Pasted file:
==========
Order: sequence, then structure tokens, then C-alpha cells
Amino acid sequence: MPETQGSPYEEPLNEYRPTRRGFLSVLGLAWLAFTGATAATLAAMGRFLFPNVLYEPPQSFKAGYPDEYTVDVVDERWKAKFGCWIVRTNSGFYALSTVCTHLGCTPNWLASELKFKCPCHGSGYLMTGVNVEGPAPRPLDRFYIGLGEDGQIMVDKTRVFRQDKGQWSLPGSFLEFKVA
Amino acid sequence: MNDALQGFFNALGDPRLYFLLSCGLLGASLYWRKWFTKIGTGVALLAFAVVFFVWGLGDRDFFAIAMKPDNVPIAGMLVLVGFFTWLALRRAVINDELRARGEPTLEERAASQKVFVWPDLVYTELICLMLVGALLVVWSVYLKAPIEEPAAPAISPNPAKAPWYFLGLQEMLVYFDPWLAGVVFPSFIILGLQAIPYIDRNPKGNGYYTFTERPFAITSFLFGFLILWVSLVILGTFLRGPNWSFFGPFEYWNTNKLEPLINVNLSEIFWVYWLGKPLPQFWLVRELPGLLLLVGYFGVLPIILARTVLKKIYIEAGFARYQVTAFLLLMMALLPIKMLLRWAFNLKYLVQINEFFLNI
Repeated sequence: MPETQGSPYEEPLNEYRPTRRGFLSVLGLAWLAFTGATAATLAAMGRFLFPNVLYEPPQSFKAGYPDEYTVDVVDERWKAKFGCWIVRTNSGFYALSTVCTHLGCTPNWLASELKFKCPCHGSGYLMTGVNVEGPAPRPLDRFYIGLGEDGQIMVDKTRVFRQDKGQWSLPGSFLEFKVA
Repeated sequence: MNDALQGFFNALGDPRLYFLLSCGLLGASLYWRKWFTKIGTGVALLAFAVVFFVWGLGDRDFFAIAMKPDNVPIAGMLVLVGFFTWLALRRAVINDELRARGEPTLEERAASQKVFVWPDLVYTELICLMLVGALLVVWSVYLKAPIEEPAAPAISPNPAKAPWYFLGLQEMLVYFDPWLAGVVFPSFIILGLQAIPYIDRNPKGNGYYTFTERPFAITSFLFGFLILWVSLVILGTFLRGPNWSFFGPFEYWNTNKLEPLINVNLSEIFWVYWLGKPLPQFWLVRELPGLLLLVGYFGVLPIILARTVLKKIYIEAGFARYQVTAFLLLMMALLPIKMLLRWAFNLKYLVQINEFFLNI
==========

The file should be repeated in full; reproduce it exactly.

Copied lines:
Order: sequence, then structure tokens, then C-alpha cells
Amino acid sequence: MPETQGSPYEEPLNEYRPTRRGFLSVLGLAWLAFTGATAATLAAMGRFLFPNVLYEPPQSFKAGYPDEYTVDVVDERWKAKFGCWIVRTNSGFYALSTVCTHLGCTPNWLASELKFKCPCHGSGYLMTGVNVEGPAPRPLDRFYIGLGEDGQIMVDKTRVFRQDKGQWSLPGSFLEFKVA
Amino acid sequence: MNDALQGFFNALGDPRLYFLLSCGLLGASLYWRKWFTKIGTGVALLAFAVVFFVWGLGDRDFFAIAMKPDNVPIAGMLVLVGFFTWLALRRAVINDELRARGEPTLEERAASQKVFVWPDLVYTELICLMLVGALLVVWSVYLKAPIEEPAAPAISPNPAKAPWYFLGLQEMLVYFDPWLAGVVFPSFIILGLQAIPYIDRNPKGNGYYTFTERPFAITSFLFGFLILWVSLVILGTFLRGPNWSFFGPFEYWNTNKLEPLINVNLSEIFWVYWLGKPLPQFWLVRELPGLLLLVGYFGVLPIILARTVLKKIYIEAGFARYQVTAFLLLMMALLPIKMLLRWAFNLKYLVQINEFFLNI
Repeated sequence: MPETQGSPYEEPLNEYRPTRRGFLSVLGLAWLAFTGATAATLAAMGRFLFPNVLYEPPQSFKAGYPDEYTVDVVDERWKAKFGCWIVRTNSGFYALSTVCTHLGCTPNWLASELKFKCPCHGSGYLMTGVNVEGPAPRPLDRFYIGLGEDGQIMVDKTRVFRQDKGQWSLPGSFLEFKVA
Repeated sequence: MNDALQGFFNALGDPRLYFLLSCGLLGASLYWRKWFTKIGTGVALLAFAVVFFVWGLGDRDFFAIAMKPDNVPIAGMLVLVGFFTWLALRRAVINDELRARGEPTLEERAASQKVFVWPDLVYTELICLMLVGALLVVWSVYLKAPIEEPAAPAISPNPAKAPWYFLGLQEMLVYFDPWLAGVVFPSFIILGLQAIPYIDRNPKGNGYYTFTERPFAITSFLFGFLILWVSLVILGTFLRGPNWSFFGPFEYWNTNKLEPLINVNLSEIFWVYWLGKPLPQFWLVRELPGLLLLVGYFGVLPIILARTVLKKIYIEAGFARYQVTAFLLLMMALLPIKMLLRWAFNLKYLVQINEFFLNI